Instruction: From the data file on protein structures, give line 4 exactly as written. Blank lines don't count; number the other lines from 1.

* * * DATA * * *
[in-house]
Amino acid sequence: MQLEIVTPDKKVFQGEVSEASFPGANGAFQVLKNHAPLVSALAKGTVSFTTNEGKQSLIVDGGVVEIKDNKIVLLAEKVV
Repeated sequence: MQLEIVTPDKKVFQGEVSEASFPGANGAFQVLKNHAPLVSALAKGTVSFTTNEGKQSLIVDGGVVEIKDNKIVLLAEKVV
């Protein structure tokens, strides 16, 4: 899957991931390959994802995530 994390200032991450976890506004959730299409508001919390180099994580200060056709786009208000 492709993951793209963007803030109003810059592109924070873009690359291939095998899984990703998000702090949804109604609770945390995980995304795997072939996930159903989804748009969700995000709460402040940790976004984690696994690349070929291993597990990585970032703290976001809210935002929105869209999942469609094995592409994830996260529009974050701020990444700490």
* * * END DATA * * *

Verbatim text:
């Protein structure tokens, strides 16, 4: 899957991931390959994802995530 994390200032991450976890506004959730299409508001919390180099994580200060056709786009208000 492709993951793209963007803030109003810059592109924070873009690359291939095998899984990703998000702090949804109604609770945390995980995304795997072939996930159903989804748009969700995000709460402040940790976004984690696994690349070929291993597990990585970032703290976001809210935002929105869209999942469609094995592409994830996260529009974050701020990444700490």